Window on Eurasia: Putin Remark Points to Expanded Campaign Against the Maris
Tallinn, November 28 — President Vladimir Putin said last week that any groups in the Russian Federation receiving assistance from abroad and engaging in political activities should be viewed as “an instrument of the foreign policy of other countries” and thus subject to the strictest scrutiny by Russian security agencies.
And his remark — which came as the Duma was passing legislation banning foreign-funded NGOs in that country – is already being exploited by Russian nationalist officials in the Middle Volga to justify a further crack down on democratic organizations in Finno-Ugric republics of the Middle Volga.
An article posted Friday on the News12.ru <http://news12.ru/> website — which often serves as a mouthpiece for Russian officials in that region — said that after Putin’s declaration, “the competent organs will get involved in tracking the financial sources supporting the activity of ‘Mari ushem’ and ‘Mer Kangash,'” two Mari human rights organizations.
Moreover, the article continued, Putin’s remarks about them permissibility of foreign funding for such groups will have the effect of forcing “the official representative of the government of Estonia to take back his words about distributing means for the realization of the ‘Mariproject.'”
Ethnic Russian officials in Mari El and the other Finno-Ugric republics of the Middle Volga have long been furious at the attention and support pro-democracy groups there have received from the three independent Finno-Ugric countries — Estonia, Finland and Hungary — the European Unions a whole, and the West more generally.
Over the last year and more, officials around Mari El President Leonid Markelov have attacked demonstrators, dismissed members of these groups from their jobs, reduced the use of Mari in schools and the media, and lashed out at individuals and organizations abroad that have sought to help this small group far away defend its rights.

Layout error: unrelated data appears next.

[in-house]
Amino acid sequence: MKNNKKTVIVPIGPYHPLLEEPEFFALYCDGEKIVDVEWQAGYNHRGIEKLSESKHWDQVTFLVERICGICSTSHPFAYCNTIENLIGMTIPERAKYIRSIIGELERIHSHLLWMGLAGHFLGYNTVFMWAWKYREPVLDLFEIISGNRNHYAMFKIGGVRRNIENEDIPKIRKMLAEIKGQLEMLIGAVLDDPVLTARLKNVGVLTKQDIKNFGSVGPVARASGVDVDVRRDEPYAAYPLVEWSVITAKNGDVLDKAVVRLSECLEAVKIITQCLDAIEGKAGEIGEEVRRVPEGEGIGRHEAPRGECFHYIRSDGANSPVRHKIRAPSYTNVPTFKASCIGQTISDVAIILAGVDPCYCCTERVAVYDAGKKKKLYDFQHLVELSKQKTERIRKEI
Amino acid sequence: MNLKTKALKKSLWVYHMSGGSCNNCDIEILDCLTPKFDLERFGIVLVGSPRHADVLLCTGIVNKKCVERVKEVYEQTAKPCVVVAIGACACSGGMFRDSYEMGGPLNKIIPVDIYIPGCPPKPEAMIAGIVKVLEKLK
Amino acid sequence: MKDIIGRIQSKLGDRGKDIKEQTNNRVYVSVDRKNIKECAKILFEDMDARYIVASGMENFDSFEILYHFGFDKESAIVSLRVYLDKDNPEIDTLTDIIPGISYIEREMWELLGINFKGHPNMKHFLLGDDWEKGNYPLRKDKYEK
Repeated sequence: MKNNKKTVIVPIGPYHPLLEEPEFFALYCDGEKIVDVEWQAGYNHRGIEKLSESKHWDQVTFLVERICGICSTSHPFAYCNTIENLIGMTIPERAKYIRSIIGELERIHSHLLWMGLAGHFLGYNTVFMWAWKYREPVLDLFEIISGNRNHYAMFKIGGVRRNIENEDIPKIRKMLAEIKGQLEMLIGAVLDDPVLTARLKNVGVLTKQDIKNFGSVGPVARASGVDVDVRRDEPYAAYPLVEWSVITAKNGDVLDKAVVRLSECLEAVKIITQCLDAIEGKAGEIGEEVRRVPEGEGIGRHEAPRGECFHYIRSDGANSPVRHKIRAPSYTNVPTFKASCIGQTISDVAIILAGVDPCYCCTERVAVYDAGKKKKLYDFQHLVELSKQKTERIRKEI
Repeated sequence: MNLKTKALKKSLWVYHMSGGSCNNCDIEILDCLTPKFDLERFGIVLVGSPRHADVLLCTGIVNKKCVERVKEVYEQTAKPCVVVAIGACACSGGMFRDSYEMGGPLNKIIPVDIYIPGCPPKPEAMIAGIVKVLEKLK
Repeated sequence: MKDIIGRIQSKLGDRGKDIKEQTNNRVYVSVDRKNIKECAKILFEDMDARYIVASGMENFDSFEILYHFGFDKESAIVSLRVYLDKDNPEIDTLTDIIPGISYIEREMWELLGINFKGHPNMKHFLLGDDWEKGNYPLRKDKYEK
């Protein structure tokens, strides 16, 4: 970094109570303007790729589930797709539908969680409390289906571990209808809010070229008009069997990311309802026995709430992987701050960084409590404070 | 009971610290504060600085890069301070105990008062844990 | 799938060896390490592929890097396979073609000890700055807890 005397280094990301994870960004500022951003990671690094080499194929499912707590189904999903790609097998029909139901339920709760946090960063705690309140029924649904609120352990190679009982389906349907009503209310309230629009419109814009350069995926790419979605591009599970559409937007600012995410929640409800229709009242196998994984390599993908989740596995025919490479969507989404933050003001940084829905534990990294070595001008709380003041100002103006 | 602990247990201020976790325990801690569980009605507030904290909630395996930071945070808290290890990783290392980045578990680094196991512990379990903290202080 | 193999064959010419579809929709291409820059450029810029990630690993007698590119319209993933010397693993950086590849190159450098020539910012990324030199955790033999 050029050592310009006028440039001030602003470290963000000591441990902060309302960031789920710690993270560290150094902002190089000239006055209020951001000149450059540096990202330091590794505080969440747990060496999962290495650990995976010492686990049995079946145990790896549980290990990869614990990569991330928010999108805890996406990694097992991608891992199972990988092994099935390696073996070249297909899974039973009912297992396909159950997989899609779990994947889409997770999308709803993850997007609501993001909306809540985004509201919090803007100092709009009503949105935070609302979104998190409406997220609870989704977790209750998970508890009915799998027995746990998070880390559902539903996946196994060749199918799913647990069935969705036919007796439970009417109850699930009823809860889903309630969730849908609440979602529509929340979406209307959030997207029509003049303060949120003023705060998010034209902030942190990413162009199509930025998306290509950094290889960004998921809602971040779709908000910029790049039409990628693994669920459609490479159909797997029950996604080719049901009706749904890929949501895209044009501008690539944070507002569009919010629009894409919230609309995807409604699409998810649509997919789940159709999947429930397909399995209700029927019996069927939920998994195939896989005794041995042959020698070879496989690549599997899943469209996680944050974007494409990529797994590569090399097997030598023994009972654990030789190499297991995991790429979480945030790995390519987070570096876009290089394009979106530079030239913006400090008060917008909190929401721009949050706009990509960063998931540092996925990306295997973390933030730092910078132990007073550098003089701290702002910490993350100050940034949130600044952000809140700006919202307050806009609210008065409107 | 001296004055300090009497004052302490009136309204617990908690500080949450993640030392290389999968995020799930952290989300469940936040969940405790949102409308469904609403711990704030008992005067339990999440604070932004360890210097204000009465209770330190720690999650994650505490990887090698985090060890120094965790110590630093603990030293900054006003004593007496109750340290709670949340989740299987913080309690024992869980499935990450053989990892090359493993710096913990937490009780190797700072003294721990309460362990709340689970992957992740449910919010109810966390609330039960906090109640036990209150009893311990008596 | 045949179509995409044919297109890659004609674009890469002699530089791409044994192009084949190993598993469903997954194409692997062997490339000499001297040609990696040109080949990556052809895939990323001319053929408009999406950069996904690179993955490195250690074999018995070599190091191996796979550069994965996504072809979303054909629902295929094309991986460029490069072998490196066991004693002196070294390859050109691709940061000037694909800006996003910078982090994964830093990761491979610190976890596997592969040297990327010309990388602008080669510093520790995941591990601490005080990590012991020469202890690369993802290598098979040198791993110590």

Now, in the wake of President Putin’s words, that Russian nationalist campaign appears set to shift into high gear, there by transforming the already grim situation of the Maris and their fellow Finno-Ugric nations into a genuine tragedy and creating some new problems for Estonians and others in the West who have tried to help these groups.
Some of the moves against the members of pro-democracy and human rights groups in Mari El have already been adumbrated by developments in the last few days. As News12.ru <http://news12.ru/> reported proudly on Friday, a second Komi human rights leader has come to his senses and now has entered “the struggle for the rights of the Russian people.”
A day earlier, the site noted that a Mari businessman with ties to those who opposed President Markelov’s reelection last year and who has supported the Mari “nationalist” opposition has been involved in “the laundering of criminal money” as part of that effort.
And the same day, in a move redolent of some of the worse features of the Soviet past, a journalist for the site asked a psychiatrist in Mari El to evaluate the personalities of two leaders of the Mari Ushem and Mer Kangash organizations on the basis of their photographs alone.
Not surprisingly, Dr. Dmitriy Grigoryev found that Vladimir Kozlov had “an inclination” to maliciousness, aggressiveness, and anger “sometimes with elements of cruelty,” something that could lead him to lose control “in response to the most insignificant event.”
And the psychiatrist added that Nina Maksimova, another Mari leader was anti-social, had “difficulties in establishing emotional contacts” with others, and was entirely “formal” in all her interpersonal relations.
One need not look too far down that road to imagine that Grigoryev and others like him will soon be willing to make “diagnoses” like those for which Moscow’s Serbsky Institute was notorious in the late Soviet period.
But the opponents of democracy and human rights in Mari El and these other Finno-Ugric republics are also stepping up their attacks on all those abroad who have attempted to help the people in the Middle Volga achieve their rights.
Last Wednesday, the News12.ru <http://news12.ru/> agency featured a long story entitled “The ‘Mari Card’ in the Great Game Against Russia,” an article that recapitulated earlier Russian complaints on this score. Among those singled out for particularly venomous attacks were Estonian leaders Mart Laar, Tunne Kelam, and Lennart Meri.
And as hyperbolic as these attacks were – the article suggested that the Estonians were only interested in overthrowing the Markelov regime- they were mild in comparison to an earlier offering of this site: On November 12, News12.ru <http://news12.ru/> suggested that “Estonian nationalists [were] the organizers of the French pogroms.”
One can only hope that such outrageous suggestions will collapse on their own weight, but as Estonians and many others know well, there remain in the world all too many people who will respond to such ravings not by demanding that they must be repudiated but rather by suggesting that the Estonians should not be doing anything that so disturbs Russian leaders.
That is clearly what those behind the News12.ru <http://news12.ru/> site hope for, and it is therefore up to all people of good will who care about human rights and democracy in Mari El and everywhere else to take whatever steps are required not only to prove them wrong but to ensure that the Maris and others will enjoy the rights they are entitled to.